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    #11
    Moderator Alex H.'s Avatar
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    Quote Originally Posted by Movies by Matt View Post
    The constant upgrading is tiresome, no doubt.
    Quote Originally Posted by ggrantly View Post
    And for sure, the constant upgrade paths are just silly when the gear you've got is getting it done.
    If you look at the big picture, professional field audio has gotten off pretty easy in the last 15+ years. We've really only seen one major paradigm shift that evolved in two stages. From small field mixers that fed straight to camera to multi-track field recording, with a stop in the middle where the mixers and recorders were separate devices.

    In that same time frame, camera technology has had so many major shifts that I've lost count. It's much more expensive to own and keep up with camera tech than it is audio. A good shotgun mic is going to last a long time. A good radio system is going to last a long time, as long as the frequency band isn't auctioned. (Digital "wi-fi" systems like the Sennheiser AVX or RØDELink are still very new technology, not exactly up to snuff for high-end production, so I'm not including them here.). And a solid recorder? We're still on WAV/BWF recording at 48/24, and up to 192kHz for specialty recording such as SFX. No constant shift in codecs. It was 48kHz WAV 15 years ago and it's 48kHz WAV now.

    So the expense for sound can be one, big, very painful expense, but it's an investment that has a much longer shelf life than a camera. The 7-series recorders are old technology in the grand scheme, but you'll still find them out there on professional sound carts and in pro sound bags. They can be called outdated, but they still record pristine audio at 48/24 BWF.

    That doesn't change the fact that I'm getting more and more calls that specify 6-series mixer/recorders, but when it comes to upgrade paths the sound world has not been burdened nearly as bad as the camera world.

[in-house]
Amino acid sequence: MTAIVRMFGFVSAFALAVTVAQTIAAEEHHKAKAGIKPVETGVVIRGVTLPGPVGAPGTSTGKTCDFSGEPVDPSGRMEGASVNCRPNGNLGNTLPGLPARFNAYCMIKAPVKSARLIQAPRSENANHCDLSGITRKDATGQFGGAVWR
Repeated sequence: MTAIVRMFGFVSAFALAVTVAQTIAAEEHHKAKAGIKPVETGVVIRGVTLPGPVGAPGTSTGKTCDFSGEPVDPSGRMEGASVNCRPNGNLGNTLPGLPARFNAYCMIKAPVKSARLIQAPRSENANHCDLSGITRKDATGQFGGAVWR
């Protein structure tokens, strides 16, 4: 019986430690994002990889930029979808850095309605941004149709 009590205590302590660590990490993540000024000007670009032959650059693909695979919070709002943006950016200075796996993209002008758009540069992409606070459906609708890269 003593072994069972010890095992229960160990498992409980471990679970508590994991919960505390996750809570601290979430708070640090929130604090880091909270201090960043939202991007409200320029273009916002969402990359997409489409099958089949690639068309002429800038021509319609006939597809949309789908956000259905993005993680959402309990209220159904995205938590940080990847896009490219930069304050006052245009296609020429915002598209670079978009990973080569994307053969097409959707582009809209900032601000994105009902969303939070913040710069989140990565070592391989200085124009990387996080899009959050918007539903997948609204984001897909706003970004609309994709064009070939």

Nobody notices audio... until it's not there.


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    Thank you very much everyone for all your feedback. Ironfilm can you tell me in what ways the Mix Pre 6 would be better than the Mix Pre 3, aside the extra inputs, extra track mixing, and 192 kHz as opposed to 96 kHz. Do any other features stand out about the Mix Pre 6 over the Mix Pre 3? Better preamps? Thank you in advance.


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    #13
    Moderator Alex H.'s Avatar
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    The MixPre-3 and -6 both have the same Kashmir pre-amps. They both have built-in Bluetooth for use with the Wingman app.

    The MixPre-6 has:
    - 192kHz sampe rate
    - an additional pre-amped input
    - combo 1/4", XLR inputs for very flexible recording with different sources (MixPre-3 is XLR only)
    - an assignable "star" button (*) which can be assigned for auick access of a few different functions
    Nobody notices audio... until it's not there.


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    #14
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    Thanks very much for clarifying Alex. I think for my purposes then I'd go with the Mix pre 3. As it seems to check all the boxes I already need.


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    #15
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    Sound Devices has a nice chart comparing features of the MIXPRE 3, 6, and 10T:

    https://www.sounddevices.com/product...ure-comparison
    ----------
    Jim Feeley
    POV Media


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    #16
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    Quote Originally Posted by Nicholas Natteau View Post
    Thanks very much for clarifying Alex. I think for my purposes then I'd go with the Mix pre 3. As it seems to check all the boxes I already need.
    I doubt you'll be disappointed: I part-exchanged my Mixpre-D and a separate recorder (in this case, only a DR70D, though I did use the digital out for very quiet sources with low-noise mics) for a Mixpre-3, and have been hugely impressed by the sound, size and flexibility.

    Cheers,

    Roland


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